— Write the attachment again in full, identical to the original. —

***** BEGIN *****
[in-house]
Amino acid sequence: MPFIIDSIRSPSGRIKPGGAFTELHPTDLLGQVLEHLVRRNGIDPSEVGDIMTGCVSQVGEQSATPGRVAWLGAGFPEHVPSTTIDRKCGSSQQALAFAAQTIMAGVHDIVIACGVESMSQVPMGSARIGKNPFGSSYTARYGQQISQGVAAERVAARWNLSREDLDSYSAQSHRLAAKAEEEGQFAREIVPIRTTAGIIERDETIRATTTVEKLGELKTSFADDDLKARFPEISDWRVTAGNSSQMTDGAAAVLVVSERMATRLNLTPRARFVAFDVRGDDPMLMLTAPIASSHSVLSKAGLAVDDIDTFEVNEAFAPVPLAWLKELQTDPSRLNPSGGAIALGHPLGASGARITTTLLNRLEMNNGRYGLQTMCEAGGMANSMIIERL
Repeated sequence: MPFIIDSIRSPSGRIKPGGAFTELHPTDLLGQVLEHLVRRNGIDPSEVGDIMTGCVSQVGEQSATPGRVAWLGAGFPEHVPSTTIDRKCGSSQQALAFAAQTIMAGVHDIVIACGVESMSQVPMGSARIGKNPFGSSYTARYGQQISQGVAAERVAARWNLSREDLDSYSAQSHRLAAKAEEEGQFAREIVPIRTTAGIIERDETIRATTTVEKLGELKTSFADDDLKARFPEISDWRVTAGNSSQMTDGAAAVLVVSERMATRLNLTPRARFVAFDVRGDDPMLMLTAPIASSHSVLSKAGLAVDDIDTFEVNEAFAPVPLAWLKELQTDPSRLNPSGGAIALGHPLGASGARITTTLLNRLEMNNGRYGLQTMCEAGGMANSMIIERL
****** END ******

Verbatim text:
[in-house]
Amino acid sequence: MPFIIDSIRSPSGRIKPGGAFTELHPTDLLGQVLEHLVRRNGIDPSEVGDIMTGCVSQVGEQSATPGRVAWLGAGFPEHVPSTTIDRKCGSSQQALAFAAQTIMAGVHDIVIACGVESMSQVPMGSARIGKNPFGSSYTARYGQQISQGVAAERVAARWNLSREDLDSYSAQSHRLAAKAEEEGQFAREIVPIRTTAGIIERDETIRATTTVEKLGELKTSFADDDLKARFPEISDWRVTAGNSSQMTDGAAAVLVVSERMATRLNLTPRARFVAFDVRGDDPMLMLTAPIASSHSVLSKAGLAVDDIDTFEVNEAFAPVPLAWLKELQTDPSRLNPSGGAIALGHPLGASGARITTTLLNRLEMNNGRYGLQTMCEAGGMANSMIIERL
Repeated sequence: MPFIIDSIRSPSGRIKPGGAFTELHPTDLLGQVLEHLVRRNGIDPSEVGDIMTGCVSQVGEQSATPGRVAWLGAGFPEHVPSTTIDRKCGSSQQALAFAAQTIMAGVHDIVIACGVESMSQVPMGSARIGKNPFGSSYTARYGQQISQGVAAERVAARWNLSREDLDSYSAQSHRLAAKAEEEGQFAREIVPIRTTAGIIERDETIRATTTVEKLGELKTSFADDDLKARFPEISDWRVTAGNSSQMTDGAAAVLVVSERMATRLNLTPRARFVAFDVRGDDPMLMLTAPIASSHSVLSKAGLAVDDIDTFEVNEAFAPVPLAWLKELQTDPSRLNPSGGAIALGHPLGASGARITTTLLNRLEMNNGRYGLQTMCEAGGMANSMIIERL